Key and Peele’s was a classical comedy combo: tall and shorter, zany and chill, wet and dry, Jerry Lewis and Dean Martin, Martin Lawrence and Will Smith. Key’s exuberant virtuosity can upstage Peele’s subtlety. Peele is quieter and seems to be doing less. Whether Key is Michael Jackson or Tim Cook, he boils over, melts down, blows up, simmers, stews and karate-kicks. He’s the rocket. Peele is the control center. He doesn’t appear to hunger for applause the way Key does. You laugh at Key because he works so hard. You laugh at Peele because, by comparison, he makes it look easy.
Key told me he believes “Get Out” is cathartic for Peele. He’s using his work to work on himself. “I’m the kind of person who would sit across from a therapist on the couch and go, ‘Then my mom. …’ ” Key told me. “Whereas Jordan doesn’t know another way to do it other than to do, and he has enough confidence in himself to say, ‘Well, I’m going to do it this way,’ and I’m not sure he’s necessarily conscious that he’s doing it.”
Peele suspects that the self-investigation he is undertaking through his work has something to do with his father, whom he didn’t see after his 7th or 8th birthday. He contrasts his relationship to his blackness with that of Key, whose biological and adoptive fathers were black. “If you had a black father around, I think that role model gave him a context to understand his blackness,” he says. “I would probably have been the voice in ‘Key & Peele’ that was pushing and pushing and pushing to expand the definition of ‘African-American.’ I can see how that is something I’ve been searching for in my art.” He and Key played scores of black people of every type, and many with no type at all. For some African-Americans, for a long time, rules for what counts as black have been apparent. And they’ve been fixed. The joy of Peele’s comedy with Key was in their violation of those rules. The show was about how lost in this stuff we all are. “Get Out” is a determination to be found.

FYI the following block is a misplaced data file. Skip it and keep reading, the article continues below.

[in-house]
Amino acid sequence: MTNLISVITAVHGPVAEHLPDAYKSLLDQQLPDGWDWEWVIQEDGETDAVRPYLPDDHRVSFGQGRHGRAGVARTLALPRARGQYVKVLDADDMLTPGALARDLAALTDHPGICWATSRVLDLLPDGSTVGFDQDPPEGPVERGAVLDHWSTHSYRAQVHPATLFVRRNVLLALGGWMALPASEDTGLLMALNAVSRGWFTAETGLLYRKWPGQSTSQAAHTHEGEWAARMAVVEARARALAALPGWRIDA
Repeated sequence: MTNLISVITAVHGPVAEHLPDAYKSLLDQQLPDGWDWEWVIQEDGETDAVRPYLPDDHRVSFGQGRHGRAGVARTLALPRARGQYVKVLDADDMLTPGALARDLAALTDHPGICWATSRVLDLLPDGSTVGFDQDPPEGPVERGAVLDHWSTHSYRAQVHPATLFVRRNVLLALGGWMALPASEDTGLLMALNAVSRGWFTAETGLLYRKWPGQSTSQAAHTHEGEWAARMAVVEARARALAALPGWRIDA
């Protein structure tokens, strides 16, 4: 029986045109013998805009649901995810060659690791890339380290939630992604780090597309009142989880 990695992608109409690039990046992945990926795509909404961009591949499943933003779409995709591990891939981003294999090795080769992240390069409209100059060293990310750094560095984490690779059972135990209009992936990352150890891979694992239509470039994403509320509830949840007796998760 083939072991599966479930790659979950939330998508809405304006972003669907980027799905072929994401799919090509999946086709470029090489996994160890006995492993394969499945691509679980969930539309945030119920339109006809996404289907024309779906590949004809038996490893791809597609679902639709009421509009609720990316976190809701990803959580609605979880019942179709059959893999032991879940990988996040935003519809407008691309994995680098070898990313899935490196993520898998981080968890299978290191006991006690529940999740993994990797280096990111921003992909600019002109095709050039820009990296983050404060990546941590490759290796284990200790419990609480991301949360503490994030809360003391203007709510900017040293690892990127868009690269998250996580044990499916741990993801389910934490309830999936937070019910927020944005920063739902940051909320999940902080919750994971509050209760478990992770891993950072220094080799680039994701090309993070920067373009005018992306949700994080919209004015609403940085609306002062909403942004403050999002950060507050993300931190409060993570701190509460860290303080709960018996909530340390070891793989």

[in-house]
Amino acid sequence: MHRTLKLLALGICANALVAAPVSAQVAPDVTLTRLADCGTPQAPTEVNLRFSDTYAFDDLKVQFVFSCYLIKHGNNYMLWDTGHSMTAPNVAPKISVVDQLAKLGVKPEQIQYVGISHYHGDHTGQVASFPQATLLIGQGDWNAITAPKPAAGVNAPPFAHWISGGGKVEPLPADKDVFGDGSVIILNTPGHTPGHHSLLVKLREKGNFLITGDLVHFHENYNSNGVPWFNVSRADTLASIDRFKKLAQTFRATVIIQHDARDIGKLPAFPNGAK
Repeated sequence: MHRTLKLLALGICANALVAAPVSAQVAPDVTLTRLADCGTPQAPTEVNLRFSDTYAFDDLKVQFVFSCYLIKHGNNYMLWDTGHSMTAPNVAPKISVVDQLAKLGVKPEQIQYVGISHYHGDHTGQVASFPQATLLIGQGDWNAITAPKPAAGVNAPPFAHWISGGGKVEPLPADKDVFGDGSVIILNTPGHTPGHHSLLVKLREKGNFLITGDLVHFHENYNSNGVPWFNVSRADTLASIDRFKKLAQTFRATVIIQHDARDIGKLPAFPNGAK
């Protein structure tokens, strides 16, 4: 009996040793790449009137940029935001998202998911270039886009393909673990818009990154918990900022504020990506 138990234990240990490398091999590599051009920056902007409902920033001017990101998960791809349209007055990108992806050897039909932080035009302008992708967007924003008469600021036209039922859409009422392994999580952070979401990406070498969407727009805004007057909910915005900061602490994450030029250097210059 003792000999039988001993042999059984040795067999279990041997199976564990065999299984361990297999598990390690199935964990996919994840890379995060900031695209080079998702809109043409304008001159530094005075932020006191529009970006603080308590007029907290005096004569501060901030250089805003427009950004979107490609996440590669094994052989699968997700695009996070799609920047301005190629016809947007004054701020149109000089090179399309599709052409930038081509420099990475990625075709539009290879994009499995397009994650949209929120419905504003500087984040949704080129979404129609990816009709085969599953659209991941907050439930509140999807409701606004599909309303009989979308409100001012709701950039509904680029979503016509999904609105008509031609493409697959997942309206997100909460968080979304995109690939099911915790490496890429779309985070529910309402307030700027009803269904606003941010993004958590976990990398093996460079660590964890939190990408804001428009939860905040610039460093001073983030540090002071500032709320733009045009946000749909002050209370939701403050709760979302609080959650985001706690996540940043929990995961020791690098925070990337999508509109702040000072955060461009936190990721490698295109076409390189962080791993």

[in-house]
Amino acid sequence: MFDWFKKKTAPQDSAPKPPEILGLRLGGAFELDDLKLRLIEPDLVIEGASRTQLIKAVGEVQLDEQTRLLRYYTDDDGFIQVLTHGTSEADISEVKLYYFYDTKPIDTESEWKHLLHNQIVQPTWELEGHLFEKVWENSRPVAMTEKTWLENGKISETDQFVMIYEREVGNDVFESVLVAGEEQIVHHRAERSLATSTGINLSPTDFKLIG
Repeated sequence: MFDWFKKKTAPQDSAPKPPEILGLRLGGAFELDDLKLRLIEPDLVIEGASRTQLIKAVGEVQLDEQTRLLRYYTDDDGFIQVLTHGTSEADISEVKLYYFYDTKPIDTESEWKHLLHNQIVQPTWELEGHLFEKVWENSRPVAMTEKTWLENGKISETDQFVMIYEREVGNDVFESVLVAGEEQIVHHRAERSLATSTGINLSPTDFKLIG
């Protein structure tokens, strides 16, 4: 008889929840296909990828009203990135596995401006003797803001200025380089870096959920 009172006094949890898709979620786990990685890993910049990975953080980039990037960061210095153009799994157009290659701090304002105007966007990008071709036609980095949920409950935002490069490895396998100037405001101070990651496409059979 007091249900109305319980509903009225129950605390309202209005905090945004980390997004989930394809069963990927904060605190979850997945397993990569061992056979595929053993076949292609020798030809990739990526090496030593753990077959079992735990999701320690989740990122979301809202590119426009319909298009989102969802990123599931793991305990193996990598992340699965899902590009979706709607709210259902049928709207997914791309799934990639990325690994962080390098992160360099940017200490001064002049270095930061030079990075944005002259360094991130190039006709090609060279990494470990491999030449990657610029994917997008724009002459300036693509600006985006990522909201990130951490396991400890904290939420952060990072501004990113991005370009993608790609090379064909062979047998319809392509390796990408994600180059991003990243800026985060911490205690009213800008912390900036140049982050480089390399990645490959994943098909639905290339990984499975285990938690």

In November, Peele was in good spirits as he sat in the greenroom before a conversation with Seth Meyers at the 92nd Street Y. He was dressed in new jeans, white sneakers and a black sweater with a taxi-cab-yellow stripe across the front. It was a variation on his usual streetwear (baseball caps, varsity jackets, hoodies, boots) but even fresher. As he was getting ready to go onstage, I asked him if he missed performing. His answer was firm. “I don’t miss it. I just don’t.” Did he not miss it for the moment? Like, was he on a break from it? Or did he existentially not miss it?
“I existentially don’t miss it,” he said. “I think there will probably be a point where I get really excited about a role and go for it because it feels fresh again and new.” With comedy, “the failure on performing is brutal,” he said, then laughed to himself. “We’ll see how I feel when my next movie bombs.”
I mentioned that the between-sketch banter in the early episodes of “Key & Peele” was often as funny and as revealing as the sketches themselves. “One of the hardest things about a sketch show is,” he started to say, before taking a second to consider what the hardest thing could be. He happened to be facing the dressing-room mirror, giving himself a solemn stare. “The way we were approaching sketch was complete immersion into these characters and going for it. People like routine in television. They like ritual. They like knowing what they’re going to get. This is why it’s hard to break in a new sketch show — because the first season you just look like a bunch of people putting on outfits and trying too hard to make everybody laugh. And we only want to laugh at people we trust, not these new [expletive] coming in. No way.” He thought some more. “I’ve noticed that the truth works. People can feel the truth. If you’re being yourself and you’re just using your own emotions, they can feel it. If you’re doing fake, they can feel it. It took me a while in comedy to realize that your truth is more powerful than your mask.”